William Shakespeare

(26 April 1564 - 23 April 1616 / Warwickshire)

William Shakespeare Poems

161. Sonnet Cxxv 5/18/2001
162. Sonnet Cxi 5/18/2001
163. Sonnet 72: O, Lest The World Should Task You To Recite 1/13/2003
164. Sonnets Vii 1/4/2003
165. Sonnet Cxxxi 5/18/2001
166. Sonnet Cxiv 5/18/2001
167. Sonnet Cxliv 5/18/2001
168. Sonnet Clii 5/18/2001
169. Sonnet Cxxix 5/18/2001
170. Sonnet 83: I Never Saw That You Did Painting Need 1/13/2003
171. Sonnet 67: Ah, Wherefore With Infection Should He Live 1/13/2003
172. Sonnet 59: If There Be Nothing New, But That Which Is 1/13/2003
173. Sonnet 92: But Do Thy Worst To Steal Thyself Away 3/30/2010
174. Sonnet 56: Sweet Love, Renew Thy Force, Be It Not Said 1/13/2003
175. Sonnet 82: I Grant Thou Wert Not Married To My Muse 1/13/2003
176. Sonnet Cvii 5/18/2001
177. Sonnet Cliii 5/18/2001
178. Sonnet Cxi: O, For My Sake Do You With Fortune Chide 1/3/2003
179. Sonnet 15: 3/30/2010
180. Sonnet 146: 3/30/2010
181. Sonnet 7: Lo, In The Orient When The Gracious Light 1/13/2003
182. Sonnet 53: What Is Your Substance, Whereof Are You Made 1/13/2003
183. Sonnet Cxx 5/18/2001
184. Sonnet 74: But Be Contented When That Fell Arrest 1/13/2003
185. Sonnet Civ 5/18/2001
186. Sonnet Cvi 5/18/2001
187. Sonnet Cli 5/18/2001
188. Sonnets Cxvi: Let Me Not To The Marriage Of True Minds 1/1/2004
189. Sonnet 77: Thy Glass Will Show Thee How Thy Beauties Wear 1/13/2003
190. Sonnet 24: “mine Eye Hath Played The Painter And Hath Stelled…” 3/30/2010
191. Sonnet 44: If The Dull Substance Of My Flesh Were Thought 1/13/2003
192. Sonnet 80: O, How I Faint When I Of You Do Write 1/13/2003
193. Sonnet 14: “not From The Stars Do I My Judgement Pluck…” 3/30/2010
194. Sonnet 62: Sin Of Self-Love Possesseth All Mine Eye 1/13/2003
195. Sonnet Cxii 5/18/2001
196. Sonnet Cxxviii 5/18/2001
197. Sonnet 45: The Other Two, Slight Air And Purging Fire 1/13/2003
198. Sonnet Cxlvii 5/18/2001
199. Sonnets X 1/4/2003
200. Sonnet 48: How Careful Was I, When I Took My Way 1/13/2003

Comments about William Shakespeare

  • Dan Reynolds Dan Reynolds (9/23/2014 7:30:00 AM)

    You show some promise, but the archaic language lets you down. Try to read some good contemporary poets and expand your thoughts without the restriction of form.

    223 person liked.
    173 person did not like.
  • Zoila T. Flores Zoila T. Flores (8/2/2014 12:54:00 PM)

    To be or Not to be....
    On my soul, my eyes can see,
    When my goodness, comes to me.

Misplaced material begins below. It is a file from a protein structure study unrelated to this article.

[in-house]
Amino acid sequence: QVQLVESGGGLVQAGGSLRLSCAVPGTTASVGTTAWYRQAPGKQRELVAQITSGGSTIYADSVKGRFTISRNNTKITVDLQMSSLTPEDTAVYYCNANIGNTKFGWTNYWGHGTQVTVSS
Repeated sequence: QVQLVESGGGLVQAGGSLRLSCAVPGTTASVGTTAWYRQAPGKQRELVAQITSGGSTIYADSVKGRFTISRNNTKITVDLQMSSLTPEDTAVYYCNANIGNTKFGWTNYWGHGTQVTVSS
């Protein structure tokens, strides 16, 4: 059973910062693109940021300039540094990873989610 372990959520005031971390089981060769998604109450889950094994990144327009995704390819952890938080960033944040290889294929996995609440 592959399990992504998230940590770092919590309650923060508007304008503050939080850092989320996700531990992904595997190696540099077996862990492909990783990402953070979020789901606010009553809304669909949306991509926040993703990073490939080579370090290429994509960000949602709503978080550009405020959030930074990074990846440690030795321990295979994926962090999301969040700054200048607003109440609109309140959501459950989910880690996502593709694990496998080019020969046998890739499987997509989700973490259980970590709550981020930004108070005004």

Shifting goodness,
    Over madness, I agree!

  • Asharaf East (6/20/2014 9:25:00 PM)

    Ya

  • Douglas Scotney (4/24/2014 2:26:00 AM)

    He felt very guilty when his son, Hamnet, died at Stratford at 11 years of age in 1596, while he was in London. Did he blame his wife and make her the Queen in Hamlet?

  • Parul Naveen (3/1/2014 12:50:00 AM)

    very nice poem.
    our life is just like that stage which is talk about in this poem.
    William Shakespeare is a great poet.

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  • Wahab Abdul Wahab Abdul (12/12/2013 2:02:00 AM)

    Shakespeare employed the pathetic fallacy, or the attribution of human characteristics or emotions to elements in nature or inanimate objects, throughout his plays. In the sonnets, the speaker frequently employs the pathetic fallacy, associating his absence from the young man to the freezing days of December and the promise of their reunion to a pregnant spring. Weather and the seasons also stand in for human emotions: the speaker conveys his sense of foreboding about death by likening himself to autumn, a time in which nature’s objects begin to decay and ready themselves for winter, or death. Similarly, despite the arrival of “proud-pied April” (2) in Sonnet 98, the speaker still feels as if it were winter because he and the young man are apart. The speaker in Sonnet 18, one of Shakespeare’s most famous poems, begins by rhetorically asking the young man, “Shall I compare thee to a summer’s day? ” (1) . He spends the remainder of the poem explaining the multiple ways in which the young man is superior to a summer day, ultimately concluding that while summer ends, the young man’s beauty lives on in the permanence of poetry.

  • Sanjay Singh Saharan Sanjay Singh Saharan (11/2/2013 6:42:00 AM)

    this poem is very nice

  • Laurel Vijitha ... Laurel Vijitha ... (10/10/2013 10:26:00 AM)

    whn he writes a poem n whn v read it cums to reality! ! he's just awsm! ! n I even lyk Robert Frost

  • Jaden Smith (7/11/2013 11:33:00 AM)

    just as Luis responded I didn't even know that any body able to make $9524 in a few weeks on the internet. have you seen this web link Dub40.com

Best Poem of William Shakespeare

All The World's A Stage

All the world's a stage,
And all the men and women merely players;
They have their exits and their entrances,
And one man in his time plays many parts,
His acts being seven ages. At first, the infant,
Mewling and puking in the nurse's arms.
Then the whining schoolboy, with his satchel
And shining morning face, creeping like snail
Unwillingly to school. And then the lover,
Sighing like furnace, with a woeful ballad
Made to his mistress' eyebrow. Then a soldier,
Full of strange oaths and bearded like the pard,
Jealous in honor, sudden and quick in ...

Read the full of All The World's A Stage

Sonnet Lxxvii

Thy glass will show thee how thy beauties wear,
Thy dial how thy precious minutes waste;
The vacant leaves thy mind's imprint will bear,
And of this book this learning mayst thou taste.
The wrinkles which thy glass will truly show
Of mouthed graves will give thee memory;
Thou by thy dial's shady stealth mayst know
Time's thievish progress to eternity.
Look, what thy memory can not contain

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